_DSC0069__2da_4The magnet disk before casting

After the casting, wood crews worked on the art for the tail. The crew named the turbine S’more Power.

IMG_20150722_173111 Preparing the tail art – S’more Power is born

Summary of Day 3

By the end of the day most of the work in the wood and electric workstations were finished. The art of the turbine was ready and the welding of the frame was in well underway. The tail metal parts were already all cut and partially welded.
We were happy to finish another great working day and spent one more evening at the bonfire!

Thursday – Day 4 – Unmolding, alternator assembly, frame and tower preparation

This day was dedicated to assemble all the elements of the turbine. The stator and rotor were taken out of their molds, the frame was finished and they were all put together. While work was being finished in the metal workstation, the tower was prepared for hoisting.

Finishing the frame

IMG_20150723_120110The last weldings – tail vane brackets

The metal crew could finish all steelwork right on time and they found even time for another ambitious project: a turbine stand! (see pictures further down) The participants could gain useful experience in welding and steelwork in general. Some of the brought a little experience to the course to start with. In the end we had a professional welding crew!

Unmolding the stator and rotor

Removing the stator from its mold is a delicate task as some parts always end up stuck together. The trick is to take it slow and avoid forcing the stator too much. Both the stator and the rotor came out without any problems.

IMG_20150723_085657 Unmolding  the stator 

The rotor and stator were ungreased and put aside for assembly.

Tower preparations

To hoist up a turbine, the tower must have all of its guywires prepared and well anchored. A winch must be used and a ginpole correcly connected. The electric wires that bring the power down from the turbine to the ground must be correctly installed inside of the tower.

_DSC0092__2da_4The tower hoisted down and being prepared

After inspection we found several problems with the tower and its installation that cost us several hours of work. We found the tower without any cables inside, some vegetation covering the way to the guywires, the ginpole bent and the winch anchor point inside of a pig pit!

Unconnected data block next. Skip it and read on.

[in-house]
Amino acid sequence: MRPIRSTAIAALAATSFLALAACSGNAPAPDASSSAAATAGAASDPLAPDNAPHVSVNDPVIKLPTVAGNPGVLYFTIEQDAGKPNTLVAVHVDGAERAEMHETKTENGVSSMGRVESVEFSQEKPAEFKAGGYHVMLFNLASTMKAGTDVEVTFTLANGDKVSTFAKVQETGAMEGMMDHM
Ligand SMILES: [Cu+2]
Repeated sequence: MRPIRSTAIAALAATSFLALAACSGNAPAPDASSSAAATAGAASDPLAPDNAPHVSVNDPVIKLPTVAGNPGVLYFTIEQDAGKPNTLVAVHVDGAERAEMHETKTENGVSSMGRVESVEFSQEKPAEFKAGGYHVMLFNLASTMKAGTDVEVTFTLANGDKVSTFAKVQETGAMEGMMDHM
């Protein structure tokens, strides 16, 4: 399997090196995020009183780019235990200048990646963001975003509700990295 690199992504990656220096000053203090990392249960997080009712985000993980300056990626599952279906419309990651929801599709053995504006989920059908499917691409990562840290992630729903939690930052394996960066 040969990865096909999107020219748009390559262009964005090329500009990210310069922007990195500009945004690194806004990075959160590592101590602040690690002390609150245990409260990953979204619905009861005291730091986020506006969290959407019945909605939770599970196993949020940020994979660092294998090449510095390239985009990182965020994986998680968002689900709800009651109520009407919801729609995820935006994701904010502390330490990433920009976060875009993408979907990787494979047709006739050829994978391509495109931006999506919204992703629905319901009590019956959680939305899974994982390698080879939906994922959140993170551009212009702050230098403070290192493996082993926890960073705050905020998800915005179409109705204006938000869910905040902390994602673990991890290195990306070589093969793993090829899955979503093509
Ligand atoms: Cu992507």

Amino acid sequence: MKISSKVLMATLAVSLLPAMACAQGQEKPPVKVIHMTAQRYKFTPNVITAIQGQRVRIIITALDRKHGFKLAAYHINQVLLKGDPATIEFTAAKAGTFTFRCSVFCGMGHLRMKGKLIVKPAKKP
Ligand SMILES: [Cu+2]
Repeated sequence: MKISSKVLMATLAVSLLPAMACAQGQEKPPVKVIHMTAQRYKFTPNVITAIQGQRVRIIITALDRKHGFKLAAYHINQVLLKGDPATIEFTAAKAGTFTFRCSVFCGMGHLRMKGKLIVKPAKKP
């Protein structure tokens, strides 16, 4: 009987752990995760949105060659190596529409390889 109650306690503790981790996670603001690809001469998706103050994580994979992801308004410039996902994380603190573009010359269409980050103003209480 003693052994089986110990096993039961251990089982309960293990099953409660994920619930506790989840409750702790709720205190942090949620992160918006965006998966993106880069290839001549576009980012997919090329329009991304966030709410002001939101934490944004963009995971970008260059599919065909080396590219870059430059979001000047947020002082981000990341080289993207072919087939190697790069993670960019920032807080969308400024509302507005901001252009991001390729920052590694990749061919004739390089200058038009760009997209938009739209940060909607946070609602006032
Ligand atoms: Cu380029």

Despite these challenges, we managed to find a way to pass the cables inside of the tower, we prepared the guywires correcly and removed the vegetation (with a machete!).

IMG_20150723_133758Tools of the trade. Machete-fun-time guaranteed!  

Against all odds, we managed to find a winch. We thank the Glücksburg fire brigade for their kind help in borrowing us theirs. We were never alone while winching since the piggy inhabitants were very curious about our mischiefs and always came around to check we were ok.

Piggies can go wind power as well!

We did some dry runs during of the hoisting process since it was critical that all the guy wires were tested under no load to verify their capacity. Some of them were poorly tightened and the top guy wire to the gin pole which has the most load during erection slipped out of its poorly tightened connection! Tower was only half a meter above ground, nothing damaged. We checked all the wires after that to avoid accidents during erection.

IMG_20150724_081812Dry run hoist under strict swine supervision

Electric machine assembly and testing

Assembling the electric machine is a straightforward job that requires attention and precision. The stator must be drilled to accommodate the rods that will attach it to the frame while the rotor must be aligned with and attached to the car hub. Drilling the stator is delicate since the hole must be perpendicular to the magnet disk to allow the magnetic flux to flow perfectly through the coils. To achieve this, the hole in the stator must be drilled by using a sophisticated alignment technique. The alignment between the stator and the frame must be done at this moment for it will be permanent once the holes are drilled.

photo_stator_mountingJonathan explaining the assembly process

With the holes drilled, it was time to grease the hub. Both of its rolling parts were greased along with its inner tube. They were assembled and the hub was attached to the first magnet disk through 4 stainless steel threaded rods. Once the first magnet disk is secured, the stator was bolted to the frame through its newly drilled holes. These holes can be used for fine adjusting the position of the stator and align it if necessary.

Stator being assembled

The rods attaching the magnet disks to the have a certain number of nuts whose role is to set the gap between the two magnet disk. Some washers can also be added for fine adjustment. When putting the second magnet disk down, it is important to verify that the magnets from both disks are facing each other on opposing poles.